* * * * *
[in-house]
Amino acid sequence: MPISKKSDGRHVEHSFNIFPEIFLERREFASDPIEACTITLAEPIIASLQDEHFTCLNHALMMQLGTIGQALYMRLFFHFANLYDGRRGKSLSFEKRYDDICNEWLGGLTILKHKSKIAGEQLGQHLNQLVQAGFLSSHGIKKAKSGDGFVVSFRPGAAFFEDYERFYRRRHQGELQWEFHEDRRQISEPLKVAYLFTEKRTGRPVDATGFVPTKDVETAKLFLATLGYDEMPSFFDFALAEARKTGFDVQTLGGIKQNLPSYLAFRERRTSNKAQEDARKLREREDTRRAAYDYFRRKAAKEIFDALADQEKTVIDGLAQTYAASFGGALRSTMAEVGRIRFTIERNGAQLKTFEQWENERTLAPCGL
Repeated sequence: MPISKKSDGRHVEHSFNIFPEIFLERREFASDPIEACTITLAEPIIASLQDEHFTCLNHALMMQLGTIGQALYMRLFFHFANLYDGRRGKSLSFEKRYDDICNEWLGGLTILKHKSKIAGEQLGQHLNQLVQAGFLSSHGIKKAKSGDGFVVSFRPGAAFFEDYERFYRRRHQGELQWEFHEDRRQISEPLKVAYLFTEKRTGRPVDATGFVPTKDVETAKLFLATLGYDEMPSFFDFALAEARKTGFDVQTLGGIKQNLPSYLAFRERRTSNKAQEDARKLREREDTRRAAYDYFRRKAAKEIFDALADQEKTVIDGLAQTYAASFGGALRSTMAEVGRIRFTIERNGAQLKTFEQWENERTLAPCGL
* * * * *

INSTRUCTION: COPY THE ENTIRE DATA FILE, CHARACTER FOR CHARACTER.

[in-house]
Amino acid sequence: MPISKKSDGRHVEHSFNIFPEIFLERREFASDPIEACTITLAEPIIASLQDEHFTCLNHALMMQLGTIGQALYMRLFFHFANLYDGRRGKSLSFEKRYDDICNEWLGGLTILKHKSKIAGEQLGQHLNQLVQAGFLSSHGIKKAKSGDGFVVSFRPGAAFFEDYERFYRRRHQGELQWEFHEDRRQISEPLKVAYLFTEKRTGRPVDATGFVPTKDVETAKLFLATLGYDEMPSFFDFALAEARKTGFDVQTLGGIKQNLPSYLAFRERRTSNKAQEDARKLREREDTRRAAYDYFRRKAAKEIFDALADQEKTVIDGLAQTYAASFGGALRSTMAEVGRIRFTIERNGAQLKTFEQWENERTLAPCGL
Repeated sequence: MPISKKSDGRHVEHSFNIFPEIFLERREFASDPIEACTITLAEPIIASLQDEHFTCLNHALMMQLGTIGQALYMRLFFHFANLYDGRRGKSLSFEKRYDDICNEWLGGLTILKHKSKIAGEQLGQHLNQLVQAGFLSSHGIKKAKSGDGFVVSFRPGAAFFEDYERFYRRRHQGELQWEFHEDRRQISEPLKVAYLFTEKRTGRPVDATGFVPTKDVETAKLFLATLGYDEMPSFFDFALAEARKTGFDVQTLGGIKQNLPSYLAFRERRTSNKAQEDARKLREREDTRRAAYDYFRRKAAKEIFDALADQEKTVIDGLAQTYAASFGGALRSTMAEVGRIRFTIERNGAQLKTFEQWENERTLAPCGL